Israel, India Successfully Test Flagship Anti-missile System

The Barak 8 is designed to improve the navy’s capabilities against missiles, planes and drones.

Gili Cohen
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The Barak 8 missile system, due to be installed on both Israeli and Indian battleships, tested successfully Monday, good news for the navy’s flagship project.

The Barak 8, an upgraded version of the Barak system both countries already use, is designed to defend naval vessels against incoming missiles, planes and drones.

The test was conducted by Israel Aerospace Industries, which is developing the system with the Defense Ministry, India’s defense R&D organization, Israel’s Administration for the Development of Weapons and Technological Infrastructure, Elta Systems, Rafael and other companies.

Deployment has been delayed by problems in perfecting the missile’s engine, but researchers say the issues are being resolved and the system is expected to be installed on Israel Navy vessels in about a year.

During the test, the system detected the target and destroyed it with an interceptor missile. “The weapons system and all its components met all the objectives set for it,” Israel Aerospace Industries said in a statement.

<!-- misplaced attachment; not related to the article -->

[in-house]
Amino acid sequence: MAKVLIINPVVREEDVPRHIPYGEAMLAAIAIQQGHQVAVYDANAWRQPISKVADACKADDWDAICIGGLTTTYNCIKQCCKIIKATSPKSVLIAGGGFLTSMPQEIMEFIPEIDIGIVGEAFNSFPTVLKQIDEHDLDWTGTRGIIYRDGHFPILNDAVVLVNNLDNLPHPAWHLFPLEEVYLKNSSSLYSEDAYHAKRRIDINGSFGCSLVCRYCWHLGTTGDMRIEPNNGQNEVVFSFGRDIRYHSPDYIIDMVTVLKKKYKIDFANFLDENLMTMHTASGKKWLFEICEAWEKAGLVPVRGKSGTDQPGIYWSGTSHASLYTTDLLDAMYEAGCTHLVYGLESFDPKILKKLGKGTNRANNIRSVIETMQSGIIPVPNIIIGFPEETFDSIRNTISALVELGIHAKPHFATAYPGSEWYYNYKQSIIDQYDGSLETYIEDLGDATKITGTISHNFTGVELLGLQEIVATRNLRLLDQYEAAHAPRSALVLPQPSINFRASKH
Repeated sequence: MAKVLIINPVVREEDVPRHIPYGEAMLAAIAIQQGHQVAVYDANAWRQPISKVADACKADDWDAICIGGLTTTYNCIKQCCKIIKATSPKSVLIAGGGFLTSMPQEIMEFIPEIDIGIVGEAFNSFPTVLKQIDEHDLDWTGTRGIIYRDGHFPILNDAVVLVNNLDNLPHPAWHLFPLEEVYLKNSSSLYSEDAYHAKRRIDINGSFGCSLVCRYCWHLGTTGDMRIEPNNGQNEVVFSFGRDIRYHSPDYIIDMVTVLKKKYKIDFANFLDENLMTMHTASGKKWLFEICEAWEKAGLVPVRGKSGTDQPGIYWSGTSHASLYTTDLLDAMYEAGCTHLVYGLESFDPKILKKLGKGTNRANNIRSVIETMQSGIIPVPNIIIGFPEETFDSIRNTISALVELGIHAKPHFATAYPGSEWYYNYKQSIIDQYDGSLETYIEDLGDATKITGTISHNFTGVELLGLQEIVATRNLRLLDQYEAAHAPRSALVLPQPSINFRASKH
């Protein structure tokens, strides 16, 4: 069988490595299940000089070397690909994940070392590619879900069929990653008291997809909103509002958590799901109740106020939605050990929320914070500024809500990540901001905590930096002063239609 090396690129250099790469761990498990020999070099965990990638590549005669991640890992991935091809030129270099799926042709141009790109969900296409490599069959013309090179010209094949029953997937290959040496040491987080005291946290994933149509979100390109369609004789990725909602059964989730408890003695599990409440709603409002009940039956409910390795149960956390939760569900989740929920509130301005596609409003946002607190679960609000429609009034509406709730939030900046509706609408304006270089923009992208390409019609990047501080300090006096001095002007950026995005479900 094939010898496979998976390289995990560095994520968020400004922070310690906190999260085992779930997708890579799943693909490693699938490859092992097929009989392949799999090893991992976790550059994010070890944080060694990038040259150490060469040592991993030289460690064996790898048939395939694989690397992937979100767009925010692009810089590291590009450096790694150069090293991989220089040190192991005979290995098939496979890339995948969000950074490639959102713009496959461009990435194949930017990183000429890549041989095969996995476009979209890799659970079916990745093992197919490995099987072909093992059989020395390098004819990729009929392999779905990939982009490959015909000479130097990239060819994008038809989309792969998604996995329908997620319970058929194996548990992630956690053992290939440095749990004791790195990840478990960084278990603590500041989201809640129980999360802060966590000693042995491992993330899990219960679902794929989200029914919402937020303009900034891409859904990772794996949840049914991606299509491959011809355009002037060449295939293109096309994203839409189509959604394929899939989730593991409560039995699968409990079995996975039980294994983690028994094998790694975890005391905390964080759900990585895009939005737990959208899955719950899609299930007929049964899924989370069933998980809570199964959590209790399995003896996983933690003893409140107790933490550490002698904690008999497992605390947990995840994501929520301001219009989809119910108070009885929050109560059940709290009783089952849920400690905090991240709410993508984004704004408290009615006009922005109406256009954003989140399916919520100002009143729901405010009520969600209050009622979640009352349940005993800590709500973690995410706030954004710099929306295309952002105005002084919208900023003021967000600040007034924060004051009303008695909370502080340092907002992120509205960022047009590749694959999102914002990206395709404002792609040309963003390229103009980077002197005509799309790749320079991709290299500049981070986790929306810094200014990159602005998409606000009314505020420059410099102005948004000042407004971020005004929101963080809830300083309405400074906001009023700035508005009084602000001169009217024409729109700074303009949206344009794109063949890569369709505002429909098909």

The system includes a radar system dubbed Barak Adir (Mighty Lightning), whose detection capacity is particularly long-range.

The radar is already installed on one warship, but the overall system is still in the testing phase. The missiles have an interception range of around 70 kilometers.

Israel Aerospace Industries described the system as “an air defense breakthrough that provides a response to a variety of threats in sea and land theaters.”

As a senior naval officer has put it: “The goal is to enable naval boats to be part of a broader defense umbrella against the full range of aircraft and missiles, along with anything that threatens seafaring vessels, whether it’s an attacking plane or missile, including naval cruise missiles.”

A vessel bearing the Barak 8 system near offshore gas rigs would be well placed against an advanced cruise missile like the Russian-made Yakhont, for example.

Shri Avinash Chander, a senior Indian defense official, called Monday’s test “a significant milestone” in the defense cooperation between his country and Israel.

Boaz Levi, vice president at Israel Aerospace Industries and director of its missile and space-systems division, called the test an example of the cooperation between the Defense Ministry, Israeli defense contractors, and clients in Israel and abroad.